Young San Francisco 49ers Defense Exposed in Crushing Loss to Steelers

Grant Cohn@@grantcohnFeatured ColumnistSeptember 20, 2015

Pittsburgh Steelers wide receiver Antonio Brown (84) makes a catch past San Francisco 49ers free safety Eric Reid (35) in the first quarter of an NFL football game, Sunday, Sept. 20, 2015 in Pittsburgh. (AP Photo/Keith Srakocic)
Keith Srakocic/Associated Press

PITTSBURGH — The San Francisco 49ers defense allegedly showed up for the 43-18 loss to the Pittsburgh Steelers Week 2.

The Niners defense definitely showed up before the game—I can confirm that. I could see them stretching and warming up for hours. They looked outstanding. No one stretches like the Niners defense.

I’m pretty sure I saw them on the field during the first half. Then again, I’m not so sure. The Steelers offense didn’t seem to notice them. Pittsburgh scored 29 points before halftime.

Ben Roethlisberger finished the game with a passer rating of 155.8 (158.3 is perfect). He never seemed to break a sweat. His receivers were wide-open, and he could take as long as he wanted to throw. The Steelers looked like they were doing a walkthrough.

Roethlisberger threw six incomplete passes all game. He also threw six passes that gained at least 20 yards—and three touchdown passes.

“Why so many breakdowns defensively, especially in the secondary?” a reporter asked Niners head coach Jim Tomsula after the game.

Keith Srakocic/Associated Press

 “We obviously don’t need to be letting people throw things over our head,” Tomsula said, stating the obvious.

Kenneth Acker, the Niners’ No. 2 cornerback, a second-year player who missed last season due to injury, covered Brown for most of the game. Brown finished with nine catches for 195 yards and a touchdown.

“A lot of those plays, (Acker) wasn’t on his own,” Tomsula said. Meaning double coverage couldn’t stop Brown—that’s how bad the Niners secondary was.

Cut to Acker at his locker. What happened, Kenneth?

Gene J. Puskar/Associated Press

“It was a learning experience for myself,” he said.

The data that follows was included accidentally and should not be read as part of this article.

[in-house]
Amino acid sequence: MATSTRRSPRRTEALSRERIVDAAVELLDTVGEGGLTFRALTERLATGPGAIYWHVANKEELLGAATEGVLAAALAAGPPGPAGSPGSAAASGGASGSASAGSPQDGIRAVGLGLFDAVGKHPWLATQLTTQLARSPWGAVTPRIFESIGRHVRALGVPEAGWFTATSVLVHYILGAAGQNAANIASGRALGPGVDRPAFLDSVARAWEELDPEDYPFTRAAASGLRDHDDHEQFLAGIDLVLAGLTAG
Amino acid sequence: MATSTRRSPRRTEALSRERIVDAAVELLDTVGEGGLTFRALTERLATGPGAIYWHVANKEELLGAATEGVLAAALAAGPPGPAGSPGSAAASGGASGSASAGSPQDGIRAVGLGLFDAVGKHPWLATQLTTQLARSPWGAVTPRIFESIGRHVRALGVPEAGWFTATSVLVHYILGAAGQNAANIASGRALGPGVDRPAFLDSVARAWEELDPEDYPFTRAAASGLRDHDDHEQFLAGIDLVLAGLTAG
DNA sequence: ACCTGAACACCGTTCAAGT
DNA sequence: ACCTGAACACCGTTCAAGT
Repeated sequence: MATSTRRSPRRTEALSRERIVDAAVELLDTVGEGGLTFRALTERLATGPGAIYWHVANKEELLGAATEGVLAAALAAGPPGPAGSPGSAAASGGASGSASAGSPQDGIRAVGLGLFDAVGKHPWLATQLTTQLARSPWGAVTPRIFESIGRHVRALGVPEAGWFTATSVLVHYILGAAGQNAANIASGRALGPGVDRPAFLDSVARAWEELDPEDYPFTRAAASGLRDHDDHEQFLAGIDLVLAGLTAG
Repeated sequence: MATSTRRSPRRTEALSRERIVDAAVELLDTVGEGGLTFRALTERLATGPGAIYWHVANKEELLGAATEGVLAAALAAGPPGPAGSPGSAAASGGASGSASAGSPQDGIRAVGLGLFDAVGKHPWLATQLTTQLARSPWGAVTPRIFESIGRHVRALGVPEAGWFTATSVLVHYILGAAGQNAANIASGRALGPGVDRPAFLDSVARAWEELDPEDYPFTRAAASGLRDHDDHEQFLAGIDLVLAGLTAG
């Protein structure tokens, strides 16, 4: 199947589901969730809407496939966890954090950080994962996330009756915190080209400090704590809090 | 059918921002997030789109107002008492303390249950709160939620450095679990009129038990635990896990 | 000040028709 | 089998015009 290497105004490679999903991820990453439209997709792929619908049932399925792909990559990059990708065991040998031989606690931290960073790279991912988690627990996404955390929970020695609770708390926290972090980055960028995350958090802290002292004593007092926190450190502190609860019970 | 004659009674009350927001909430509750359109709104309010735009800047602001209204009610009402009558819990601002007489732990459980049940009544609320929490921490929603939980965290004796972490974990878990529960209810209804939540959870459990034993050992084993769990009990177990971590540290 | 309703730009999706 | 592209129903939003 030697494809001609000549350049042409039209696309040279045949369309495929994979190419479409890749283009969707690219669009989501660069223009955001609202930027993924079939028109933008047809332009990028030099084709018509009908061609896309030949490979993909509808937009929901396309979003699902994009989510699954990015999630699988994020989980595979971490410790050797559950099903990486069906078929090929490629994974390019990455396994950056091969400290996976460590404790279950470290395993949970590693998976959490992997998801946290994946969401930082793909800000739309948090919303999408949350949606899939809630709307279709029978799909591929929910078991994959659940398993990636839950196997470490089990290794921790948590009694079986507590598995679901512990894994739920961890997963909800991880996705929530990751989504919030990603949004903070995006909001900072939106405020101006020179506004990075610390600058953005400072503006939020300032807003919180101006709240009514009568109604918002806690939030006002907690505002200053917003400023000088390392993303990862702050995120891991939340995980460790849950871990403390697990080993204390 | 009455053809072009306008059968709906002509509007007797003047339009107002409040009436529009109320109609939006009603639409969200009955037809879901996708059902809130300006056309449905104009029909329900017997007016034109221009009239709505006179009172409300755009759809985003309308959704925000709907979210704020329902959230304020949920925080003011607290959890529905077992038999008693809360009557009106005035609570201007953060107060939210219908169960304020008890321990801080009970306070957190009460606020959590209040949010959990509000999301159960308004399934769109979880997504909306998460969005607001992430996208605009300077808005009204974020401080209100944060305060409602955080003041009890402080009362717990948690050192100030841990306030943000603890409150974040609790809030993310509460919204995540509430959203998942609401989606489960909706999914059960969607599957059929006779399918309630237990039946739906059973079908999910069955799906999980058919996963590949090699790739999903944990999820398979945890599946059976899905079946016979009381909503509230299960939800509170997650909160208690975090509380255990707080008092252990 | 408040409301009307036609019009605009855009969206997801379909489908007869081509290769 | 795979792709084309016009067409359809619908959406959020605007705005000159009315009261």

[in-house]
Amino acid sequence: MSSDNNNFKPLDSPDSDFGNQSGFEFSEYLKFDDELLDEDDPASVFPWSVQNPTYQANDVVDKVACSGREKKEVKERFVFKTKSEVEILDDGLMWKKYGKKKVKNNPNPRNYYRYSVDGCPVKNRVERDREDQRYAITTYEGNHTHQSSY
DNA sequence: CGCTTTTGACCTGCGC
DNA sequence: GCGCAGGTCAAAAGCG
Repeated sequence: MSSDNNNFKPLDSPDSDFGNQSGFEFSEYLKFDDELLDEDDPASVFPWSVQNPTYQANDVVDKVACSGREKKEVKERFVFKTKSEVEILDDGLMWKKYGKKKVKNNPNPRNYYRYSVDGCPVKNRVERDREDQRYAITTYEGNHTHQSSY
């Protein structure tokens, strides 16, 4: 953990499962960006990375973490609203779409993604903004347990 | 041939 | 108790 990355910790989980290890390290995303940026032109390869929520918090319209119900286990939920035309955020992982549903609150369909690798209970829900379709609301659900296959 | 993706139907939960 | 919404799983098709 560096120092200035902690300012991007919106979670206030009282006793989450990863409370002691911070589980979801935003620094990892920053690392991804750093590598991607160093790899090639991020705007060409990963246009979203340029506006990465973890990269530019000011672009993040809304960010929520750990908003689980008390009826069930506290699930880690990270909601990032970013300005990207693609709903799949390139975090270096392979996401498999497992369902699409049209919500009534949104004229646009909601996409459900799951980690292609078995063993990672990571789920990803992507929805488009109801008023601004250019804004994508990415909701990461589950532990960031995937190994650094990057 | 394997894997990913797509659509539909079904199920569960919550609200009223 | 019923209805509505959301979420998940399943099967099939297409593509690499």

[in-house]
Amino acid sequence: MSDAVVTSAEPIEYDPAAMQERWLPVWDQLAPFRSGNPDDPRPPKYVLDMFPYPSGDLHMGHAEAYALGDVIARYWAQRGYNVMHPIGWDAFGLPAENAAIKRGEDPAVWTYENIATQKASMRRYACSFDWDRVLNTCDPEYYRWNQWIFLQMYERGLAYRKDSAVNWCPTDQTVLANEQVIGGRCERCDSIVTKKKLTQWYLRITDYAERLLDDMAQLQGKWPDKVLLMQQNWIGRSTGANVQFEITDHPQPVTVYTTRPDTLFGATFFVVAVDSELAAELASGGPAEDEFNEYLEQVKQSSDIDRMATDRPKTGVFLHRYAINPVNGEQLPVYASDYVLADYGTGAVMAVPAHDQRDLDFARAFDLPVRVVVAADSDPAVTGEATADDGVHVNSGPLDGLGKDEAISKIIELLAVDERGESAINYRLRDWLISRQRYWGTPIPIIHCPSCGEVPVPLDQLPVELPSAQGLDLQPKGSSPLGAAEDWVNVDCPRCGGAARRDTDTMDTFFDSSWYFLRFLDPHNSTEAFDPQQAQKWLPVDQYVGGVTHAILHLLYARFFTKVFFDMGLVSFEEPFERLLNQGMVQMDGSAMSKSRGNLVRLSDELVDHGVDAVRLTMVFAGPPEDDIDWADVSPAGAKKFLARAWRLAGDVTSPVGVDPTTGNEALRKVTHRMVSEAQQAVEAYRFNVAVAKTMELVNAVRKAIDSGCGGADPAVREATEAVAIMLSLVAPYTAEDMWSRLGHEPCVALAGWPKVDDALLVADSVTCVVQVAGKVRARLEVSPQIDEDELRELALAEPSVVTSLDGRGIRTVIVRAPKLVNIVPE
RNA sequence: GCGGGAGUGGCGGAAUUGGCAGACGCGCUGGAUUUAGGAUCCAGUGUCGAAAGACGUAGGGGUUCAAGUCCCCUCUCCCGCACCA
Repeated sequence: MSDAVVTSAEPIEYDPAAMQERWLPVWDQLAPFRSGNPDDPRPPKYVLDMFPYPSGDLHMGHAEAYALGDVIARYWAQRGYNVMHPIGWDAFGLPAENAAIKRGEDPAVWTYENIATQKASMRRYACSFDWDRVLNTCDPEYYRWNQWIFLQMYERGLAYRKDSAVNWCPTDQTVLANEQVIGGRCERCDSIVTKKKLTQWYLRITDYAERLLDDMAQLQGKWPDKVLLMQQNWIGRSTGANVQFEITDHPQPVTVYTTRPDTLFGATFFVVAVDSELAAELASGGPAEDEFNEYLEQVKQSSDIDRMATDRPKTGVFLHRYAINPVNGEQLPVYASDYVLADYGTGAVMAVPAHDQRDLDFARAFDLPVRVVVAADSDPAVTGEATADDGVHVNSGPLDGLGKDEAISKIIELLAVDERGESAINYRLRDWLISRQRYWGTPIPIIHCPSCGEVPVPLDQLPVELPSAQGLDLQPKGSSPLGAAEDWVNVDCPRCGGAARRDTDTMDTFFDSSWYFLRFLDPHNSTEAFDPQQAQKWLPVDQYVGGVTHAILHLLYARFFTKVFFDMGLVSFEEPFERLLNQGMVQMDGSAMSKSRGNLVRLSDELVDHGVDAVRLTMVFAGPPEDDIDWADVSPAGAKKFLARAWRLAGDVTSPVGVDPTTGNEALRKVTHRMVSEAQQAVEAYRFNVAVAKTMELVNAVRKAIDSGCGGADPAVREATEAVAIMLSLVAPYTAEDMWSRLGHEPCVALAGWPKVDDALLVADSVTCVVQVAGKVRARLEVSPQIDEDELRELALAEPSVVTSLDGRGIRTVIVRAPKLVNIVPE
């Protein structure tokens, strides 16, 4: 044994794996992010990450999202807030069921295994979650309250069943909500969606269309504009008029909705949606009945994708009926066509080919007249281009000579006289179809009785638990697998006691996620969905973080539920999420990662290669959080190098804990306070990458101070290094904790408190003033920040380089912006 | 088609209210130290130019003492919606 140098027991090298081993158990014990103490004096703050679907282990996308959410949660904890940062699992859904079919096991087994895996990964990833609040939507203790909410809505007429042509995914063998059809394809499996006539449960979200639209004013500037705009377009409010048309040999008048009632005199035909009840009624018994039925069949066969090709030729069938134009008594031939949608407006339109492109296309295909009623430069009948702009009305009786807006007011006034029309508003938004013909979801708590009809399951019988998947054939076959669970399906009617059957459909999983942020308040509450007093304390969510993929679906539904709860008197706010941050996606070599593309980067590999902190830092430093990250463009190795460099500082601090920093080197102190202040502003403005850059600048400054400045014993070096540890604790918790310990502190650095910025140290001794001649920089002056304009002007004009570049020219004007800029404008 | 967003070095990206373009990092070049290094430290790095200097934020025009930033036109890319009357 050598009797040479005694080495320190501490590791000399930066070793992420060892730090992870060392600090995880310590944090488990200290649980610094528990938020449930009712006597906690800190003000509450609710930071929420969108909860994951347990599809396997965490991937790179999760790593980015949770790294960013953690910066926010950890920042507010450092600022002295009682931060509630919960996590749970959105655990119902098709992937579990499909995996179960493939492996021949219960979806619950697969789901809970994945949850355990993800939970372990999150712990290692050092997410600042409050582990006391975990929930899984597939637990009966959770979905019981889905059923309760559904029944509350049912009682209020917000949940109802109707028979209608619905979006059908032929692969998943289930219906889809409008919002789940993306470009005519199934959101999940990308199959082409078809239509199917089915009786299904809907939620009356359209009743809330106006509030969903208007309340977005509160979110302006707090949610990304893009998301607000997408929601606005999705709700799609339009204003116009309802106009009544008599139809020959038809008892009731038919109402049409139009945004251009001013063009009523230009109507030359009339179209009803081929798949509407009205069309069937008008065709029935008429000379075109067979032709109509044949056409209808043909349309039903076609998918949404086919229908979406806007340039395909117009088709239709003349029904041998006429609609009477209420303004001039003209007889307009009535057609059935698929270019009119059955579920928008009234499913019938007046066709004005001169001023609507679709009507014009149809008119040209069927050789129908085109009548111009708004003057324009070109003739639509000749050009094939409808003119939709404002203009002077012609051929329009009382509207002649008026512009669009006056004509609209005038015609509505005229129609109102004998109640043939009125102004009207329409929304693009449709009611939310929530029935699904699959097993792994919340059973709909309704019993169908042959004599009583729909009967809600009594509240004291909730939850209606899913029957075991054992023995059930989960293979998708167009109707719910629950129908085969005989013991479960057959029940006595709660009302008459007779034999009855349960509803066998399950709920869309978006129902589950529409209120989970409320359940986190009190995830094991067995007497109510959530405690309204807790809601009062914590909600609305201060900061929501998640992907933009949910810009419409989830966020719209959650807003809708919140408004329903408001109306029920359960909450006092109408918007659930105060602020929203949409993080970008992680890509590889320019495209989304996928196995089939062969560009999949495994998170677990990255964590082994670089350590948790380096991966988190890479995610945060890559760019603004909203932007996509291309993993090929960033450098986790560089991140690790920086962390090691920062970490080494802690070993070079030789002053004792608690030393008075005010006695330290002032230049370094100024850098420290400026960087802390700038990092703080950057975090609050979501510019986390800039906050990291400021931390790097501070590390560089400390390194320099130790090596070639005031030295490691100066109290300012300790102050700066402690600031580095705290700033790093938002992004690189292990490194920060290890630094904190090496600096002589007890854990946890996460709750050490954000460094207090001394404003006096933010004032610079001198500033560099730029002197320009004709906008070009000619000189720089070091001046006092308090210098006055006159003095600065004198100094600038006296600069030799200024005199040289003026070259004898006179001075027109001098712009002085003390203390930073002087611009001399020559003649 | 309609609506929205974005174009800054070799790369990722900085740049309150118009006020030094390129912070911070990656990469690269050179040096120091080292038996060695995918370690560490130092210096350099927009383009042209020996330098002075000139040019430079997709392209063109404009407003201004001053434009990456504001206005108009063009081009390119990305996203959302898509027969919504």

What did you learn?

“(Brown)’s a quick receiver,” Acker said. “It was my first time playing against a guy of that caliber. It was quality work out there. I feel like I won some battles. I lost some battles. I learned—that’s the best thing about it.”

In other words, 49ers fans, don’t think of Sunday’s embarrassment against the Steelers as a loss. Think of it as a learning experience for Acker, who says he won some battles. He certainly lost the war.

In his defense, he never should have covered Brown. Acker is a promising young corner who had no chance against one of the NFL's best wide receivers. Defensive coordinator Eric Mangini should have protected Acker and made Tramaine Brock cover Brown the entire game.

Afterward, I asked Brock why he didn’t cover Brown.

Keith Srakocic/Associated Press

“I’m not sure,” Brock said. “We just had a game plan. Our game plan was our regular defense that we’ve been doing in OTAs and training camp.”

“What were the issues with the pass defense?” a reporter asked.

“It was just poor execution,” Brock said. “We’ve got to come out here, and we’ve got to execute. It was on us. They made plays, but we’ve got to come out and execute.

Anything specific?

“Our calls from last week, we came in with the same type of mentality,” he said. “I think they just had our number for our calls. But at the end of the day, we’ve got to make plays.”

“So Pittsburgh scouted your defense well?” I asked.

“Yeah,” he said, nodding sternly.

Let’s be real clear. Brock said Mangini used many of the same plays he called last week, and the Pittsburgh Steelers were ready for them; they had a plan to defeat them. The Steelers totally dissected his scheme.

SANTA CLARA, CA - SEPTEMBER 14: Defensive Coordinator Eric Mangini and Linebackers Coach Clancy Pendergast of the San Francisco 49ers talk with the linebackers on the field during the game against the Minnesota Vikings at Levi Stadium on September 14, 201
Michael Zagaris/Getty Images

Mangini may have coached with Bill Belichick, but he is no Belichick. Not no way, not no how.

Under previous defensive coordinator Vic Fangio, the Niners defense never allowed more than 42 points in a game. Mangini’s defense gave up 43 in game No. 2 as the Niners defensive coordinator. Maybe he’s a fast worker. We’re in new territory.

For what it’s worth, inside linebacker NaVorro Bowman didn’t blame Mangini for the loss. Bowman blamed the inexperienced players around him.

“We used to have eight or nine vets on our defense,” Bowman said. “I want to see how we respond to this…We’re a young team…It’s my job and the vets’ job that’s on this team to get the young guys ready and prepared.”

“How do you feel you played today?” I asked Bowman, who struggled in coverage and seemed slow any time he changed directions.

Keith Srakocic/Associated Press

“I made the plays that I could,” he said. “They threw the ball over my head several times. I can’t do anything about that. But I got the right calls made. I did my job.”

Not his fault either, apparently.

Is there a lesson the defense can take from this annihilation?

“You’ve got to come play every single week,” Bowman said, “knowing that the success and the celebration is over right after the game and you focus on the next opponent.”

Coming to play would be a start.

All quotations obtained firsthand unless otherwise noted.

Follow @grantcohn


The latest in the sports world, emailed daily.